Ask your Questions about
Americans with Disabilities Act (ADA)


Contact Us | En Español

Loading search

ADA Information for:

Go »

Find your ADA Center

Go »

National ADA Training

Share this Page
Print this Page

Adapted Rocking Chairs Help Calm Individuals with Disabilities

May 5, 2014
Source: Sunrise Group, FL

Gone are the days of only rocking back and forth for residents at North Florida’s Sunrise operations.

Occupational Therapist Louis Tornyai, along with interns from Keiser University, have created and modified rocking chairs that rock side-to-side, as well as swing forward and back. “We have many residents who appear to seek the centering and calming benefits achieved through the vestibular stimulation that is inherent with rocking”, said Louis. Some residents, particularly those with lower extremity deficits, were not able to lean back and push off the floor with their feet in order to operate a standard rocking chair.

About a year ago, Louis modified a rocking chair to rock side to side after noticing a resident who did this repetitively throughout the day in his wheelchair. The resident was unable to operate a standard rocking chair, and was damaging the lateral supports on his wheelchair. The side-to-side rocker accentuated what this resident was already seeking, and became a big success. So Louis began to think about others who might benefit from this. One gentleman in particular caught Louis attention because of his strong propensity to lean forward and back continuously throughout his day. He would often lean forward and would rarely sit straight up at a 90 degree angle—let alone lean back.

Louis began to look at gliders, which are rocking chairs with a swing arm mechanism to propel the user forward and back. “ I got the idea that a couple of residents with strong torso rocking patterns, might be able to rock back and forth with only subtle shifts of their upper body– particularly more likely if they already had a self-stimulation pattern occurring with upper body weight shifts”. Louis then found an outdoor patio rocker which required very little torso motion in order to get it swing forward and back without the use of ones feet.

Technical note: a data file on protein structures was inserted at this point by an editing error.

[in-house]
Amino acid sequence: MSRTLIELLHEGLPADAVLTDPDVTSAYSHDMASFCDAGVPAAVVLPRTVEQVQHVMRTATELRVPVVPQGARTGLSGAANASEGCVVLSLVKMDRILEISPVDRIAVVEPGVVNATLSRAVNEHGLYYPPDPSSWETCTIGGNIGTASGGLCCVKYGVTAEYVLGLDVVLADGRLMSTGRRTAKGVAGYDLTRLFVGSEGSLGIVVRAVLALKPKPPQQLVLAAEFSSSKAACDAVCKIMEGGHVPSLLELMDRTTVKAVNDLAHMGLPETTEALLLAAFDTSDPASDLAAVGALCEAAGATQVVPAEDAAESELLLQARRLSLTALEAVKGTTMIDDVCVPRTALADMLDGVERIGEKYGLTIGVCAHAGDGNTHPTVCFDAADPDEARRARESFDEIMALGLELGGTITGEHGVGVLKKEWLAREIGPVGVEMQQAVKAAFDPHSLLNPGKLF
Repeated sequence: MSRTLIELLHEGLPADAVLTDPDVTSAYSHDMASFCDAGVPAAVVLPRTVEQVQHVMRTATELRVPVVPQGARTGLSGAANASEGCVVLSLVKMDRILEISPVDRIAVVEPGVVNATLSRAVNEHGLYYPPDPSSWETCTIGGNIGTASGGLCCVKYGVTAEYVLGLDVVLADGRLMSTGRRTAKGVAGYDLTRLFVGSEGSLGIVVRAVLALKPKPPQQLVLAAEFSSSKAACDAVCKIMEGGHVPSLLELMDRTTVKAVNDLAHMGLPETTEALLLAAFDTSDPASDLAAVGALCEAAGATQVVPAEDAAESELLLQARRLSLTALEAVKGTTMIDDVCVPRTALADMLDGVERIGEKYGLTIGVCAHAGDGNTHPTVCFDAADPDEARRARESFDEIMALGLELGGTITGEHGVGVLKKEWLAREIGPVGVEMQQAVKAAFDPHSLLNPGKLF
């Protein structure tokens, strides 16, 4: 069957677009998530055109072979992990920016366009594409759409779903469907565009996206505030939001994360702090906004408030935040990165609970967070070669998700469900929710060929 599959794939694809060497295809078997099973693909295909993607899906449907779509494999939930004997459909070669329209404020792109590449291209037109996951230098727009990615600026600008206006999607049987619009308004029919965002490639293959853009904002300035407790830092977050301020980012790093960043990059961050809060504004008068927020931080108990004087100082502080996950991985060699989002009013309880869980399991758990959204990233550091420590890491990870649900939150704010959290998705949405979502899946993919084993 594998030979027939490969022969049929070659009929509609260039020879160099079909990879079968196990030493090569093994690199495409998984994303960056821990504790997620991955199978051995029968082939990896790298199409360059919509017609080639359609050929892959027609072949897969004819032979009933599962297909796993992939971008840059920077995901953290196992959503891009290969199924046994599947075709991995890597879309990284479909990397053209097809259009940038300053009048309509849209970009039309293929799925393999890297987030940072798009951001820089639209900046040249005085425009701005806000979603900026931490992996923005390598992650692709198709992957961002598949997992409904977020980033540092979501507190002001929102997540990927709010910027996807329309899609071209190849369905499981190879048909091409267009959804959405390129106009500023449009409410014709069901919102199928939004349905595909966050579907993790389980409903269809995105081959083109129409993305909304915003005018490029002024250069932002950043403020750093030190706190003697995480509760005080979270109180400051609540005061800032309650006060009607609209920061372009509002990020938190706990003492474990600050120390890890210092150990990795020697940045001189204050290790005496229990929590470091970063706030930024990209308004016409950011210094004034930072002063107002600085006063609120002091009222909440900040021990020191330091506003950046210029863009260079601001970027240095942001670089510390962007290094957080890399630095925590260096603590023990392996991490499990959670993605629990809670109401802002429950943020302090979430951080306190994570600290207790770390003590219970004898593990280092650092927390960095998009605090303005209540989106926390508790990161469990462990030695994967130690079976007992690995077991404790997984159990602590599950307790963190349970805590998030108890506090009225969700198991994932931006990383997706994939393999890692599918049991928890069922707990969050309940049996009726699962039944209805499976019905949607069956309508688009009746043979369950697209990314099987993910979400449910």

Student interns from Keiser University have had a great opportunity to put their clinical reasoning skills to work since North Florida Director Jameson Dormann has created a new work space for designing and building numerous projects. Joseph Crunk, a recent intern from Keiser University, began to modify the glider for optimum safety. “I sanded down all the sharp edges, extended the base to reduce tipping potential, added a posterior strap to reduce excessive forward glide, and then covered the sides of the rocker to reduce the chance of limbs coming into contact with the glider mechanism”, said Joseph. In addition, the armrests were padded to create a softer resting area, as well as to build up some lateral support. A self-releasing waist belt was then added to provide improved pelvic positioning support.

Although both residents are non-verbal, their body language and a noted decrease in self–injurious behavior for one attests to the success of the adaptive rockers. “Data collection analysis showed that there was a decrease in the individuals frequency and intensity in self-injurious behavior,” replied Kristin Korinko, Board Certified Behavior Analyst with Sunrise. It appears as if the glider and side-to-side rocking chairs are providing a means of self-initiated calming through vestibular stimulation. Almost immediately, the individual who inspired Louis innovative design leaned all the way back in his gliding rocker. It was an instant success! Of course, “It may have be because he is more tired from all that rocking”, said Louis. “Either way, I think it has added greatly to the quality of peoples lives by maximizing an activity that already brings so much enjoyment.”

Link: Go to website for News Source

Contact UsTerms of UseDisclaimerAccessibility
©2018, Syracuse University. All rights reserved.

[Partners Login]